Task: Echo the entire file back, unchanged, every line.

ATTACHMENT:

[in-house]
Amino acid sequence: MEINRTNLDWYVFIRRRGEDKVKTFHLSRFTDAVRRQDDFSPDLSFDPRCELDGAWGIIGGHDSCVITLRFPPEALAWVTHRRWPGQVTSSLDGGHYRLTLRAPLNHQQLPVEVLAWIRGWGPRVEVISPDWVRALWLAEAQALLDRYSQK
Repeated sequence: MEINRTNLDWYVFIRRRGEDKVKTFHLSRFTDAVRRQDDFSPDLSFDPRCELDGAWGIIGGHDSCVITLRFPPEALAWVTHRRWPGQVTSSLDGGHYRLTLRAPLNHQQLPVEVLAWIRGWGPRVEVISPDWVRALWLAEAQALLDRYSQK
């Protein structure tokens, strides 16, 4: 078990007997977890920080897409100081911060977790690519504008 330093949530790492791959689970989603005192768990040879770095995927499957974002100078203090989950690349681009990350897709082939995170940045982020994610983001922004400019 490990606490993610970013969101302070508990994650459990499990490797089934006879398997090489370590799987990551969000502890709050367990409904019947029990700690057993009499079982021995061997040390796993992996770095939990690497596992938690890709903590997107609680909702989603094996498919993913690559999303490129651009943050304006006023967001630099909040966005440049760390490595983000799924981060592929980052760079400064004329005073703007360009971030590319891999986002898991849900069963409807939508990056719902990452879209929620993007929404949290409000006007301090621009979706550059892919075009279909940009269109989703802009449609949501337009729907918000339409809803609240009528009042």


[in-house]
Amino acid sequence: MEINRTNLDWYVFIRRRGEDKVKTFHLSRFTDAVRRQDDFSPDLSFDPRCELDGAWGIIGGHDSCVITLRFPPEALAWVTHRRWPGQVTSSLDGGHYRLTLRAPLNHQQLPVEVLAWIRGWGPRVEVISPDWVRALWLAEAQALLDRYSQK
Repeated sequence: MEINRTNLDWYVFIRRRGEDKVKTFHLSRFTDAVRRQDDFSPDLSFDPRCELDGAWGIIGGHDSCVITLRFPPEALAWVTHRRWPGQVTSSLDGGHYRLTLRAPLNHQQLPVEVLAWIRGWGPRVEVISPDWVRALWLAEAQALLDRYSQK
């Protein structure tokens, strides 16, 4: 078990007997977890920080897409100081911060977790690519504008 330093949530790492791959689970989603005192768990040879770095995927499957974002100078203090989950690349681009990350897709082939995170940045982020994610983001922004400019 490990606490993610970013969101302070508990994650459990499990490797089934006879398997090489370590799987990551969000502890709050367990409904019947029990700690057993009499079982021995061997040390796993992996770095939990690497596992938690890709903590997107609680909702989603094996498919993913690559999303490129651009943050304006006023967001630099909040966005440049760390490595983000799924981060592929980052760079400064004329005073703007360009971030590319891999986002898991849900069963409807939508990056719902990452879209929620993007929404949290409000006007301090621009979706550059892919075009279909940009269109989703802009449609949501337009729907918000339409809803609240009528009042």